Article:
Connecticut has consistently been an early adopter when it comes to sports betting. Last year, Connecticut passed legislation regulating sports betting if the federal prohibition is overturned through court decision or legislation. Lawmakers are now revisiting the issue as they look to get ahead of a Supreme Court decision that is anticipated to be delivered within the next few months.
The bill that was passed last year was more of a placeholder than anything, however, and more work needs to be done. Last year’s bill fell short of legalizing sports betting in Connecticut and instead tasked the Commissioner of Consumer Protection with drafting a regulatory framework in case sports betting is repealed at the federal level and if it is determined Connecticut law permits sports betting.
That bill is worded as follows:
The Commissioner of Consumer Protection shall adopt regulations, in accordance with the provisions of chapter 54 of the general statutes, to regulate wagering on sporting events to the extent permitted by state and federal law.
Lawmakers are now meeting to get Connecticut up to speed and ready to go as quickly as possible in the event the Supreme Court strikes down the federal law preventing states from legalizing sports betting.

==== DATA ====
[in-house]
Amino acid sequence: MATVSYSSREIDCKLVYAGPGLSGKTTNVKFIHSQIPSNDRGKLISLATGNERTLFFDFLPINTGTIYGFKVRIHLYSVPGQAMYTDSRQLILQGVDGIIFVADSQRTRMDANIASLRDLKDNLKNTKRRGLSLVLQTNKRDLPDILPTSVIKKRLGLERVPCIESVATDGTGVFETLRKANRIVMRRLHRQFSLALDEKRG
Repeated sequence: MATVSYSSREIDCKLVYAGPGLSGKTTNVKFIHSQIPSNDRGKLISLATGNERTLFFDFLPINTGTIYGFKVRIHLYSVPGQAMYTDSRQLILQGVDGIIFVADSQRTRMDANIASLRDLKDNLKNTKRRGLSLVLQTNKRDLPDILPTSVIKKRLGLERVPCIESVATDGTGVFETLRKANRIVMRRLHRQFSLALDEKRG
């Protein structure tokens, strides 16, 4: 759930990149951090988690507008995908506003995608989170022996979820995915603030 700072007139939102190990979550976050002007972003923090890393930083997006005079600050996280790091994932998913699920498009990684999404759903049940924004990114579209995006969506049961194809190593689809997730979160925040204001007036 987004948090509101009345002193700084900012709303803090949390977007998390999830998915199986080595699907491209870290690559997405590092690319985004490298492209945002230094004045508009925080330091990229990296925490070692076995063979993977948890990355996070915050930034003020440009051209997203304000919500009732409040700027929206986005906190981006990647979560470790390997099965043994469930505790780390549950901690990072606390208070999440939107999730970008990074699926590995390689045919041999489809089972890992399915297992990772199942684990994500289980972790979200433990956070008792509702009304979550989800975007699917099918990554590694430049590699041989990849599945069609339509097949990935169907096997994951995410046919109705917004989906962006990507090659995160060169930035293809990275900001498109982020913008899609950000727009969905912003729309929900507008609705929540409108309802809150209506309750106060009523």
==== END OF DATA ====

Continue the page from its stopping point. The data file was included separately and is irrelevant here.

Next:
House Majority Leader Matt Ritter made it clear that Connecticut wants to waste no time in between a possible favorable decision and the first licensed sportsbooks accepting wagers from residents. Here’s what he said this week:
“Connecticut should be ready to act as soon as the Supreme Court decision is handed down. Based on the oral arguments before the court late last year, it seems entirely possible that the federal ban on sports betting will be overturned, and we want to be competitive with other states.”
Prominent House Democratic leaders have stated they anticipate being able to get everything done that needs to be done legislatively by the end of the 2018 General Assembly session on 9 May.
Connecticut Not Embracing Sports Integrity Fee
The sports integrity fee being proposed by the major sports leagues is not going over well these days. The fee, which calls for 1% of all sports betting handle to be routed to the sports leagues, is akin to taxing net revenues at 20 to 25%. The sports leagues may be pushing a little too hard for a little too much, and lawmakers in Connecticut are wise to the game.
The Connecticut Public Safety and Security Committee recently held an informational hearing to discuss sports betting. There, lawmakers met with NBA and MLB executives to discuss the future of sports betting in Connecticut.
During that hearing, lawmakers asked probing questions that made it clear lawmakers are up to date on sports betting. Representative Joe Verrengia was particularly prickly as he noted the true cost of the integrity fee and asked what the leagues needed to do with all that money. Verrengia also said he is not in favor of any “legislation that in some way, shape or form would line the pockets” of the professional sports leagues owners.